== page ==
Tuesday, 13 March 2012
Review: Bad Faith: A Story of Family and Fatherland. Carmen Callil
Bad Faith: A Story of Family and Fatherland. Carmen Callil by Carmen Callil
My rating: 2 of 5 stars
An interesting read. In a "may you live in interesting times" kind of way.
Last year we went to see the movie "La Rafle", about the Vel d'Hiv' "round up" of French Jews during the Second World War. I bought this book a couple of years ago (because of the title, and because it's about the German occupation of France during WWII, and WWII is one of those things I always want to be learning more about), but only picked it up this year. I will also admit that it got more sustained attention from me because it is by a female author who identifies as Australian.
Things I learned from this book:
- a lot more about the legalities and practicalities of Vichy France (and the fact that the town of Vichy is still trying - and failing - to live down the fact that its name is forever associated with the technically ongoing identity of the French nation during WWII)
- between my previous read ("Fatal Silence"), this one, and the one I just borrowed from the library today ("Hunting Evil") I am in a really anti-Roman Catholic-Curia-during-WWII stage of existence
- not surprisingly, France under German occupation is a little more complex than 'Allo 'Allo. I certainly hadn't previously realised that the Germans essentially re-took control of the whole of France in 1942 prior to reading this book.
- theodicy (the problem of evil) forms a lot of my thought processes at the moment. Not just because of my reading (recent sermons are also an influence)
- the ugliness of the "cultural cringe" of Australians who left here in the 60s and have never really returned is not limited to celebrities such as Germaine Greer, Robert Hughes, and Clive James.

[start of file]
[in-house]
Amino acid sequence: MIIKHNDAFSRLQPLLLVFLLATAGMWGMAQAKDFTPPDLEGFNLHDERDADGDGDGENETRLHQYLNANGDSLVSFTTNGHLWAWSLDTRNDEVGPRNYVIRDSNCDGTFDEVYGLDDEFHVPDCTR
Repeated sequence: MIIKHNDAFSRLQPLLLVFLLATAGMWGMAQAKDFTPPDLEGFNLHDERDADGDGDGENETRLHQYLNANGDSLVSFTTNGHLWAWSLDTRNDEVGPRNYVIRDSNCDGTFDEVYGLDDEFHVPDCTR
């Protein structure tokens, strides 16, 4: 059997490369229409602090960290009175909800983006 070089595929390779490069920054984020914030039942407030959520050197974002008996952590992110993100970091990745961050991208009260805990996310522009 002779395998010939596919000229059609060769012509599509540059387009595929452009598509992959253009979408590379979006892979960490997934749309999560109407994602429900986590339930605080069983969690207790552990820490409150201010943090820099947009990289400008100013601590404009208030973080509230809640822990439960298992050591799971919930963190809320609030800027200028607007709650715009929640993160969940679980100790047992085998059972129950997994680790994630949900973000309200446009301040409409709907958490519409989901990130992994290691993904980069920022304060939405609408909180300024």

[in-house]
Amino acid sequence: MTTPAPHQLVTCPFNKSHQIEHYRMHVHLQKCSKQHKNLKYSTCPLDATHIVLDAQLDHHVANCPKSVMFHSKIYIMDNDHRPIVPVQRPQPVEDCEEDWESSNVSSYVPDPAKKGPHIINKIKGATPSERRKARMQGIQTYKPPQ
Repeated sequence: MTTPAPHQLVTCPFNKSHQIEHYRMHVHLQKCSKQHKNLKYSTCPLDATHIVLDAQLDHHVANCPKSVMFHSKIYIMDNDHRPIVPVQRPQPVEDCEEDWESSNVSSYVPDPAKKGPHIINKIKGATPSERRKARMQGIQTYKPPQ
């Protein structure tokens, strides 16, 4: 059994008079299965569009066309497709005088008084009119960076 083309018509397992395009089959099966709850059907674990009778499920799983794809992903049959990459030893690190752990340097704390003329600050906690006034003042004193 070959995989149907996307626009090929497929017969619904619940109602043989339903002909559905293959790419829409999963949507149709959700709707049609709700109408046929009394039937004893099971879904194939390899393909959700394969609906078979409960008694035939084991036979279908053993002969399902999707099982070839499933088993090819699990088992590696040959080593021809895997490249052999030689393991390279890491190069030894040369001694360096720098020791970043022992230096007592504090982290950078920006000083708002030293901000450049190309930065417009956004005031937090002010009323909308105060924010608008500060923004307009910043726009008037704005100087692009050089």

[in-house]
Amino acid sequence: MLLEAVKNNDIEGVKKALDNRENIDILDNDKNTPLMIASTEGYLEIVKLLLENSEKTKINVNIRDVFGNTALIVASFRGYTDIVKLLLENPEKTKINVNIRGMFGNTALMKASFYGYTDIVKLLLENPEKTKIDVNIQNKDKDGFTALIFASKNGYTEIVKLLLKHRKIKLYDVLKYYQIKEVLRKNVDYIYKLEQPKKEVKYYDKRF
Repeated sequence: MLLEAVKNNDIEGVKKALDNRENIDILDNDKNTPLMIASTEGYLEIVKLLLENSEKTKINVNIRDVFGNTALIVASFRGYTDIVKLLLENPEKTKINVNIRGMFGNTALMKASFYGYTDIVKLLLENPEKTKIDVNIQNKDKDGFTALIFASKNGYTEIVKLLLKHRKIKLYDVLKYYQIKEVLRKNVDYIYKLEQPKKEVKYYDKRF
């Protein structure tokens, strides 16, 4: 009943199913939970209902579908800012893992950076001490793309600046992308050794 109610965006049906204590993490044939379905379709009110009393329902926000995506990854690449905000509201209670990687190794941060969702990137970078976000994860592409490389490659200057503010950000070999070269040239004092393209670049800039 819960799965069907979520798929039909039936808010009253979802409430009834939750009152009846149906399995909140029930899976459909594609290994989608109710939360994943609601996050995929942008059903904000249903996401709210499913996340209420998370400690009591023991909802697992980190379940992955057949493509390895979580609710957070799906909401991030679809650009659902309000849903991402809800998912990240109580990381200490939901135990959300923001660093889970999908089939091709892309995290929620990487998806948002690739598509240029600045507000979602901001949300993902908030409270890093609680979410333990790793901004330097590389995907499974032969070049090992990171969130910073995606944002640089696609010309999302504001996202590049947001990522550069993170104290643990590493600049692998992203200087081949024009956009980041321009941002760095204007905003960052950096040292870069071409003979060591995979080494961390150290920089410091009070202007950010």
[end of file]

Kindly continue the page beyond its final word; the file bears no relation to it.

- I *really* don't like generalisations about Tasmanians, even though I don't think I'd like the Jones family one little bit.
Downsides to the book:
- Callil generalises wildly about Australia. I object to this from someone who hasn't lived here since 1960.
- In a lot of ways its not enough about Anne. It's not even all that much about Anne's relationship with her father, or in fact about *family* at all. Which makes the title of the book rather misleading. I actually wish that the book had NOT been given the framing mechanism of Anne Darquier, because as interesting as it occasionally was, it meant that I wanted to know more of Anne's life, more of Anne's thoughts, than I had any chance to be given. I wish Callil had admitted from the beginning that this was a book almost entirely about Louis Darquier with only tangential references to his wife and daughter. If that had been the case, she might not have been so disparaging of Australia in general, into the bargain.
I really am trying not to be too mean about this book. After all, I learnt a lot from it, and I did finish it. I'm also trying not to react just to the clangers about Australia, but the problem was, they were in the first few chapters, and rang so false that they coloured my entire impression of the book.
Ultimately, I'm glad I only paid $5 for this book. It will probably stay in my collection, but more because it's about WWII than because I have any real intention of re-reading it in the future.
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